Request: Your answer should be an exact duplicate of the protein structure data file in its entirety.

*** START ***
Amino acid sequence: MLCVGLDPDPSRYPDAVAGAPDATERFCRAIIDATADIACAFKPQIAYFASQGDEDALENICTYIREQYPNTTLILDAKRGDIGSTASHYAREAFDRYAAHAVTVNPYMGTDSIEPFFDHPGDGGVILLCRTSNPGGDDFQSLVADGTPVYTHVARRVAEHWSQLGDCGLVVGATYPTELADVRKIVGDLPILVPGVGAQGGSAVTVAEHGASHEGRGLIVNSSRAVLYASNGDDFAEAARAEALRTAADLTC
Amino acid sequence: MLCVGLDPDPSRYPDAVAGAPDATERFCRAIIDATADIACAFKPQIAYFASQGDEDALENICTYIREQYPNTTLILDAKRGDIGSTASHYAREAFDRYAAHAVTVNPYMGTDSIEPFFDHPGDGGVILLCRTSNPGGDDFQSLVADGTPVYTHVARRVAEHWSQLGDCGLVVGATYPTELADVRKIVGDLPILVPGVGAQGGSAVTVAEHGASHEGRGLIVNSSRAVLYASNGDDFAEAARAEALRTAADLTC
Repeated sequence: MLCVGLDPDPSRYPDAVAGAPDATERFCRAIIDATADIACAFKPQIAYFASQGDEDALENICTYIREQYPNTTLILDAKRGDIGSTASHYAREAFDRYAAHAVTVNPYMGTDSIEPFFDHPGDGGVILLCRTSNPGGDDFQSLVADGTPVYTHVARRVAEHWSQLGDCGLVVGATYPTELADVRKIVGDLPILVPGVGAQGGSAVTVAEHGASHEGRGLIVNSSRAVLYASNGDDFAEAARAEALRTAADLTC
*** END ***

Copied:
Amino acid sequence: MLCVGLDPDPSRYPDAVAGAPDATERFCRAIIDATADIACAFKPQIAYFASQGDEDALENICTYIREQYPNTTLILDAKRGDIGSTASHYAREAFDRYAAHAVTVNPYMGTDSIEPFFDHPGDGGVILLCRTSNPGGDDFQSLVADGTPVYTHVARRVAEHWSQLGDCGLVVGATYPTELADVRKIVGDLPILVPGVGAQGGSAVTVAEHGASHEGRGLIVNSSRAVLYASNGDDFAEAARAEALRTAADLTC
Amino acid sequence: MLCVGLDPDPSRYPDAVAGAPDATERFCRAIIDATADIACAFKPQIAYFASQGDEDALENICTYIREQYPNTTLILDAKRGDIGSTASHYAREAFDRYAAHAVTVNPYMGTDSIEPFFDHPGDGGVILLCRTSNPGGDDFQSLVADGTPVYTHVARRVAEHWSQLGDCGLVVGATYPTELADVRKIVGDLPILVPGVGAQGGSAVTVAEHGASHEGRGLIVNSSRAVLYASNGDDFAEAARAEALRTAADLTC
Repeated sequence: MLCVGLDPDPSRYPDAVAGAPDATERFCRAIIDATADIACAFKPQIAYFASQGDEDALENICTYIREQYPNTTLILDAKRGDIGSTASHYAREAFDRYAAHAVTVNPYMGTDSIEPFFDHPGDGGVILLCRTSNPGGDDFQSLVADGTPVYTHVARRVAEHWSQLGDCGLVVGATYPTELADVRKIVGDLPILVPGVGAQGGSAVTVAEHGASHEGRGLIVNSSRAVLYASNGDDFAEAARAEALRTAADLTC